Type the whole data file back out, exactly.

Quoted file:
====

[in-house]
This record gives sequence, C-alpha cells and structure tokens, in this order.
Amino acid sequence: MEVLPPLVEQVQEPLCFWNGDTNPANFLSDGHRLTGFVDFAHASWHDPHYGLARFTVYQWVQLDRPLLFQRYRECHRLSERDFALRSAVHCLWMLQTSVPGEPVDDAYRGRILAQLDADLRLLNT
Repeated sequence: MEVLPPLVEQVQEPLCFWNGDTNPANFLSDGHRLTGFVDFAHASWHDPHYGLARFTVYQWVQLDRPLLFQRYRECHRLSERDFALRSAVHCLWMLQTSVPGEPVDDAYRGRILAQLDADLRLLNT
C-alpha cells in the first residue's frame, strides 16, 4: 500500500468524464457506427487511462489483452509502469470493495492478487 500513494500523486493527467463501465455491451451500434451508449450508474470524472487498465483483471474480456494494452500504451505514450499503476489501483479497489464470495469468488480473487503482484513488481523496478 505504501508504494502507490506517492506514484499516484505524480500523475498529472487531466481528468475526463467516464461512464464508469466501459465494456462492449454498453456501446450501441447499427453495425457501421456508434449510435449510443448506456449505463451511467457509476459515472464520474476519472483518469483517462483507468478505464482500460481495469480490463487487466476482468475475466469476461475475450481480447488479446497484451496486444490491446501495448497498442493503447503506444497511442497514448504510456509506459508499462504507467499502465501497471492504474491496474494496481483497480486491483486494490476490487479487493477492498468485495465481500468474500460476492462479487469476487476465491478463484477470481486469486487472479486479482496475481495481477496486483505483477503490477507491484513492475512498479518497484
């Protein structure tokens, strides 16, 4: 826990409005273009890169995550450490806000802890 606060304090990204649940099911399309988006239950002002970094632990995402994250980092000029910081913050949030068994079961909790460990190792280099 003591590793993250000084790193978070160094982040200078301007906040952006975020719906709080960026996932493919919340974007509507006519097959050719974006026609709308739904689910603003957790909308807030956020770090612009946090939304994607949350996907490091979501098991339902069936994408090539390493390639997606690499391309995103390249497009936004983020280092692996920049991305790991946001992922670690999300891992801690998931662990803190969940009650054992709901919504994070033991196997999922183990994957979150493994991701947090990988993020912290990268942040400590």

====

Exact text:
[in-house]
This record gives sequence, C-alpha cells and structure tokens, in this order.
Amino acid sequence: MEVLPPLVEQVQEPLCFWNGDTNPANFLSDGHRLTGFVDFAHASWHDPHYGLARFTVYQWVQLDRPLLFQRYRECHRLSERDFALRSAVHCLWMLQTSVPGEPVDDAYRGRILAQLDADLRLLNT
Repeated sequence: MEVLPPLVEQVQEPLCFWNGDTNPANFLSDGHRLTGFVDFAHASWHDPHYGLARFTVYQWVQLDRPLLFQRYRECHRLSERDFALRSAVHCLWMLQTSVPGEPVDDAYRGRILAQLDADLRLLNT
C-alpha cells in the first residue's frame, strides 16, 4: 500500500468524464457506427487511462489483452509502469470493495492478487 500513494500523486493527467463501465455491451451500434451508449450508474470524472487498465483483471474480456494494452500504451505514450499503476489501483479497489464470495469468488480473487503482484513488481523496478 505504501508504494502507490506517492506514484499516484505524480500523475498529472487531466481528468475526463467516464461512464464508469466501459465494456462492449454498453456501446450501441447499427453495425457501421456508434449510435449510443448506456449505463451511467457509476459515472464520474476519472483518469483517462483507468478505464482500460481495469480490463487487466476482468475475466469476461475475450481480447488479446497484451496486444490491446501495448497498442493503447503506444497511442497514448504510456509506459508499462504507467499502465501497471492504474491496474494496481483497480486491483486494490476490487479487493477492498468485495465481500468474500460476492462479487469476487476465491478463484477470481486469486487472479486479482496475481495481477496486483505483477503490477507491484513492475512498479518497484
């Protein structure tokens, strides 16, 4: 826990409005273009890169995550450490806000802890 606060304090990204649940099911399309988006239950002002970094632990995402994250980092000029910081913050949030068994079961909790460990190792280099 003591590793993250000084790193978070160094982040200078301007906040952006975020719906709080960026996932493919919340974007509507006519097959050719974006026609709308739904689910603003957790909308807030956020770090612009946090939304994607949350996907490091979501098991339902069936994408090539390493390639997606690499391309995103390249497009936004983020280092692996920049991305790991946001992922670690999300891992801690998931662990803190969940009650054992709901919504994070033991196997999922183990994957979150493994991701947090990988993020912290990268942040400590």